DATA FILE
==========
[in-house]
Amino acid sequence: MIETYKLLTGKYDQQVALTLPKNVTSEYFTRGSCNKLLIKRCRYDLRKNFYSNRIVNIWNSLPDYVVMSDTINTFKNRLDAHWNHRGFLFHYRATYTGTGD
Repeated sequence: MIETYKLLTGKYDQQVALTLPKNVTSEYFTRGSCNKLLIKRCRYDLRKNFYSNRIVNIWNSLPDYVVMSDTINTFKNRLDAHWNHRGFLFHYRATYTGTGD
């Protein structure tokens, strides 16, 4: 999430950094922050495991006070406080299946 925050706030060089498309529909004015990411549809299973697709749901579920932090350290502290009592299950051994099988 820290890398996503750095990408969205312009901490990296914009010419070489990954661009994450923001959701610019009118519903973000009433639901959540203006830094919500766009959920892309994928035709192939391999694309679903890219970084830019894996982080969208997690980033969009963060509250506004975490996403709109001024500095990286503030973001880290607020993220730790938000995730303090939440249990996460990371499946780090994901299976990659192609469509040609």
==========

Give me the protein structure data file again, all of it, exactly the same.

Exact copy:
[in-house]
Amino acid sequence: MIETYKLLTGKYDQQVALTLPKNVTSEYFTRGSCNKLLIKRCRYDLRKNFYSNRIVNIWNSLPDYVVMSDTINTFKNRLDAHWNHRGFLFHYRATYTGTGD
Repeated sequence: MIETYKLLTGKYDQQVALTLPKNVTSEYFTRGSCNKLLIKRCRYDLRKNFYSNRIVNIWNSLPDYVVMSDTINTFKNRLDAHWNHRGFLFHYRATYTGTGD
């Protein structure tokens, strides 16, 4: 999430950094922050495991006070406080299946 925050706030060089498309529909004015990411549809299973697709749901579920932090350290502290009592299950051994099988 820290890398996503750095990408969205312009901490990296914009010419070489990954661009994450923001959701610019009118519903973000009433639901959540203006830094919500766009959920892309994928035709192939391999694309679903890219970084830019894996982080969208997690980033969009963060509250506004975490996403709109001024500095990286503030973001880290607020993220730790938000995730303090939440249990996460990371499946780090994901299976990659192609469509040609």